Save 26 Acres of Key Battlefield Land at Gettysburg
A Message from Jim Lighthizer, Civil War Trust President
One hundred fifty-three years ago this year, the Battle of Gettysburg, the largest battle ever fought on American soil, became enshrined as part of our nation’s history.
Today, the Civil War Trust can turn every $1.00 you donate into $4.30 so you can help save a crucial part of Gettysburg’s hallowed ground!
Dear Trusted Friend,
Do you remember your first trip to Gettysburg?
Do you remember how you felt when you first looked out over those beautiful, rolling acres of hallowed ground?
I do . . . like it was yesterday.
It was 1983; wow . . . thirty-three years ago. Ronald Reagan was President, Tip O’Neill was Speaker of the House, and my Baltimore Orioles would win the World Series. I was the County Executive for Anne Arundel County, Maryland, and a friend of mine suggested that I read a novel called The Killer Angels on my upcoming family trip to the beach.
I told him that I don’t read novels; I read history. He insisted that I’d like this one, so I gave it a try. As they say, the rest is history.
Like many people, I read that book and it changed my life, because then, I simply had to go to Gettysburg and see the places I had just read about.
I cannot begin to describe to you the profound effect that hallowed ground had on me that day. I began studying the Civil War intensely (250+ books and innumerable battlefield visits, and still counting), and this passion led to my current position, where I am so fortunate to be in my 16th year as president and CEO of the Trust. As I turn 70 years old in a few days, I fully expect this to be the last job I will ever have.
So you see, my friend, Gettysburg truly changed my life, just as it changed the lives of every veteran who fought there 153 years ago, and the millions of people who have gone there since.
Maybe it has changed your life, too. Maybe for you, Gettysburg is THE most hallowed ground in the world, either because you’ve stood there and felt similar waves of emotion, or you’ve read some of the hundreds of books about the battle, marveling at the courage and honor and valor of those who fought there.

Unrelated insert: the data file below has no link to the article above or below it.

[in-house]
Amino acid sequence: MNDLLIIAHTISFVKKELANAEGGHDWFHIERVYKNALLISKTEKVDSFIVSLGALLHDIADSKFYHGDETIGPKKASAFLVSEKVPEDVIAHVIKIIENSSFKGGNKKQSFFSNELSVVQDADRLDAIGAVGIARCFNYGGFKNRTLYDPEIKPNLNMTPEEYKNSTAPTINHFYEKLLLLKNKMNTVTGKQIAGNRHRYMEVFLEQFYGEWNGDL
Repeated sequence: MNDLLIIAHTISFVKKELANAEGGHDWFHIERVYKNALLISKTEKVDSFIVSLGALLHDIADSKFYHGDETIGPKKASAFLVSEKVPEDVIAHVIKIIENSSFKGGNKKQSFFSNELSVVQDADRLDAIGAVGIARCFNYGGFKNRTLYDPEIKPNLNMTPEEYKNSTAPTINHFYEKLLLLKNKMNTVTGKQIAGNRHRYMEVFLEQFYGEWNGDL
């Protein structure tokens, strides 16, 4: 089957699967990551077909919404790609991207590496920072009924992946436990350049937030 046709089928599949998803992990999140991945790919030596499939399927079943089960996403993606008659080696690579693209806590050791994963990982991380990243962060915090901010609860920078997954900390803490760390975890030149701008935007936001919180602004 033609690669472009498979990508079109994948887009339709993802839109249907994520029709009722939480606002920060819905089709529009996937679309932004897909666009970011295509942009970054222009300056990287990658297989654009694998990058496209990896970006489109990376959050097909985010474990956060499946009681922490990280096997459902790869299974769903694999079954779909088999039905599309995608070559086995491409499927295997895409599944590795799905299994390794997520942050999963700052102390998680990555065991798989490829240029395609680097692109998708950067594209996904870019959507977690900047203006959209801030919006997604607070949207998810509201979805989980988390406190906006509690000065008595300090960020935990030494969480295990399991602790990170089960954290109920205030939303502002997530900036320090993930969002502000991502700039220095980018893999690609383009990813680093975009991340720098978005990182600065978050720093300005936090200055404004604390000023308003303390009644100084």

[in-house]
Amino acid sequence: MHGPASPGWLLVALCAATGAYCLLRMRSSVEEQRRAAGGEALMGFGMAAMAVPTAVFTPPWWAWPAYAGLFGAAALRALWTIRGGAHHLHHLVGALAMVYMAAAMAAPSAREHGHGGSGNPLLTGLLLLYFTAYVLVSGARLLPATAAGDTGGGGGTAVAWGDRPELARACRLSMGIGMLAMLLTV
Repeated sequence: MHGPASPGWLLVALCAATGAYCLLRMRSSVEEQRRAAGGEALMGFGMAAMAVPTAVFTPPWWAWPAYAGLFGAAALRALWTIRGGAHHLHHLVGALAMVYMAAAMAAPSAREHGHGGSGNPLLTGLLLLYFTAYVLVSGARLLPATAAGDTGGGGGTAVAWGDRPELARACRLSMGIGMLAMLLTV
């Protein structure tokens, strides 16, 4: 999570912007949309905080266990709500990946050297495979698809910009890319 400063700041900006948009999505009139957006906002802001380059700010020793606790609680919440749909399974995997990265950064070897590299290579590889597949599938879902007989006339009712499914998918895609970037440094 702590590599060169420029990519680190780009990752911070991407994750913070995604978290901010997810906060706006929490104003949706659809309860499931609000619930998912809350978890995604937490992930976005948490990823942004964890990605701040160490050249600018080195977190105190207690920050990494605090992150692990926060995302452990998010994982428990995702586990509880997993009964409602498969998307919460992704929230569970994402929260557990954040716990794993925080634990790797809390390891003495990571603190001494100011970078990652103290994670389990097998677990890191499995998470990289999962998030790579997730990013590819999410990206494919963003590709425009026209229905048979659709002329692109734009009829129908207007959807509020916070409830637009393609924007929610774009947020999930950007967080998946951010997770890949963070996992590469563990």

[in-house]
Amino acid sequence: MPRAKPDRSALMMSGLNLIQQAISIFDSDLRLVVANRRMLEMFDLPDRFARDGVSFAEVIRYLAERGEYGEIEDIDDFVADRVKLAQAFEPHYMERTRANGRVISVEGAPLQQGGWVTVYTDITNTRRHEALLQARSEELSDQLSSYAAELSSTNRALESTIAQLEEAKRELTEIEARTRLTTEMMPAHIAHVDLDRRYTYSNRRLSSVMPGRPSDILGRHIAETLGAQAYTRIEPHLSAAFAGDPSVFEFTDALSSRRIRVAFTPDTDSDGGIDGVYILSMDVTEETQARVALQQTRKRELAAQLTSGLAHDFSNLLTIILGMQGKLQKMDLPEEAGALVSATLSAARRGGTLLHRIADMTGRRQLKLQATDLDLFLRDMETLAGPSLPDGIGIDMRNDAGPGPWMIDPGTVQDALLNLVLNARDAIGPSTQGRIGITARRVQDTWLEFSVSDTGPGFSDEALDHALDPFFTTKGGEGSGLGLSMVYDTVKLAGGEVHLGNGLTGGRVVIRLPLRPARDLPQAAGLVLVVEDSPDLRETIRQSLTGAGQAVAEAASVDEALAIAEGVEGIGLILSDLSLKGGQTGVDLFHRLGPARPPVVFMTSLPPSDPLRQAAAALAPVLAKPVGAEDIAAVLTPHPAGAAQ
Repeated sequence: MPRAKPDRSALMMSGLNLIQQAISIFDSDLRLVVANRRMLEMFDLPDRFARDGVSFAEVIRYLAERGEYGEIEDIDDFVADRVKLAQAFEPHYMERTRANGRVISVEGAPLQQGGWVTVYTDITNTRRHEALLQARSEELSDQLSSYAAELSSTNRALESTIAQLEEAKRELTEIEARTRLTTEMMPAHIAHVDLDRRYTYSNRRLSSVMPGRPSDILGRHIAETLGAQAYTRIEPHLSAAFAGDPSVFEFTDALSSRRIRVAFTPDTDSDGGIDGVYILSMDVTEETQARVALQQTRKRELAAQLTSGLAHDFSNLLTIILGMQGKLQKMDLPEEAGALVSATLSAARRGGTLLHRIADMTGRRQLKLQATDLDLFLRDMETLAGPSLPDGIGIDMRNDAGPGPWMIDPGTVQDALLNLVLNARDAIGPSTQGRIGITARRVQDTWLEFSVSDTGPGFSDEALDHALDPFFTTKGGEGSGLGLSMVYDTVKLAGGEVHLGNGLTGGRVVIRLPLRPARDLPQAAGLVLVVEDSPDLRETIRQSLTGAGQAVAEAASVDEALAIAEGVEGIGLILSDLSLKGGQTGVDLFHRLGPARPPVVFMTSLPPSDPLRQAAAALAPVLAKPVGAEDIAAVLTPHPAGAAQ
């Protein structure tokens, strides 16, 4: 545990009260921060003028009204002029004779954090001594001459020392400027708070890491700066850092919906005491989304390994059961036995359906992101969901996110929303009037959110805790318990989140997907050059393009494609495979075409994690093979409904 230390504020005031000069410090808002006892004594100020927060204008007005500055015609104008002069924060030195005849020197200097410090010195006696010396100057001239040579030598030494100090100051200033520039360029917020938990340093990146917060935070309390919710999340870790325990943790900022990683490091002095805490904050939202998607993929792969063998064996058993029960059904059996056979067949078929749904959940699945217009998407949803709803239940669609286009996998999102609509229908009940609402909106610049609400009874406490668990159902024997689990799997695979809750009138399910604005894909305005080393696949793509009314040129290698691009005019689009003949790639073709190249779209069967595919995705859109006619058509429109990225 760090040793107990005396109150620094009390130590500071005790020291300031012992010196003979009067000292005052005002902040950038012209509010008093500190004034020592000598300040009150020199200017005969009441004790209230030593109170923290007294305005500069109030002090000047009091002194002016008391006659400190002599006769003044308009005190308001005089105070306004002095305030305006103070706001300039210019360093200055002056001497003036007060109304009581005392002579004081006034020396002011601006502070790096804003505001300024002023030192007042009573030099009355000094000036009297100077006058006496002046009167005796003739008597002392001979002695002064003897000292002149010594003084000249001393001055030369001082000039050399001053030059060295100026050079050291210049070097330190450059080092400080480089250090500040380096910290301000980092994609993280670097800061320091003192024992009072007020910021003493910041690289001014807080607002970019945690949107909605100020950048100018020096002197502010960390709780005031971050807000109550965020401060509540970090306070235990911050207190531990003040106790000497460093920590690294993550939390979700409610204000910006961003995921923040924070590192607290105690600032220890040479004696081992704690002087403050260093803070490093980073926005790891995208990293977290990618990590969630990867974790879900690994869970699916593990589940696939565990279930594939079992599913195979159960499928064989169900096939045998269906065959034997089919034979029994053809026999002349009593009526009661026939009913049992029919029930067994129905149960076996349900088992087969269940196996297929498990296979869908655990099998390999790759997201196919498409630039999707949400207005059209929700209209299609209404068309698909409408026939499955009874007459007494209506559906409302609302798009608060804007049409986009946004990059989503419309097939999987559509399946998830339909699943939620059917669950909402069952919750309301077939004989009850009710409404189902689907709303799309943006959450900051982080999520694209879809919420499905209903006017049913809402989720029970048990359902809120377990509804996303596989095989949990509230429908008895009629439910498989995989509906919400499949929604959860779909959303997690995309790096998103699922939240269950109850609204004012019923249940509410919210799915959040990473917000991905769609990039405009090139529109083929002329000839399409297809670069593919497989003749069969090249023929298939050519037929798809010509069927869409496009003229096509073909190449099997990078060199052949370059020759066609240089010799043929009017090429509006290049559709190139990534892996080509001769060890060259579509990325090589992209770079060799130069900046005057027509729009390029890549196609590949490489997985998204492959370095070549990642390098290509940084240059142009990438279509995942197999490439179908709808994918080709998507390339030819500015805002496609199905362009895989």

Either way, I hope you will agree with my assessment that if any battlefield land anywhere is worth preserving, Gettysburg has to be near the top of the list.
That’s why I ask you to help me take advantage of a $4.30-to-$1 match to save 26 acres of key battlefield land at Gettysburg.
As you can see on the Trust's battle map, we are targeting several tracts at Power’s Hill, which I would describe to you as “The Forgotten Hill” of Gettysburg.
Rising to a height similar to nearby Little Round Top, Power’s Hill was the most important Union artillery position guarding the Union right flank – so important that Commanding General George Gordon Meade ordered it held “at all hazards.”
Officials at the Gettysburg National Military Park have identified these tracts as high-priority sites that need to be protected. You have already helped to save crucial land at Power’s Hill, which we transferred to the Park a few years ago, and which have been restored back to their 1863 appearance.
This part of the battlefield may not be as well-known as the Round Tops or even Gettysburg’s famous ridges, but it is an absolutely crucial part of the story, especially as it relates to Culp’s Hill and Spangler’s Spring – and the last thing we need is a mid-rise box hotel or other development destroying its significance.
But fortunately, a few local landowners share our preservation feelings. The current owners of the 9-acre “Mulligan MacDuffer’s” mini-golf, which is part of the 26 acres, have a deep appreciation for its history.
When they made the decision to retire, they also decided to approach us about buying the land. You see, they want to see it preserved, too – and know that the Civil War Trust will restore the land and treat it with the respect it deserves.
Now, if we can save all of these 26 acres, it will allow further restoration – including a possible walking trail to the “Forgotten Hill,” making it not-so-forgotten anymore and affording easy access to the numerous monuments, markers, tablets and cannons that crown the rise.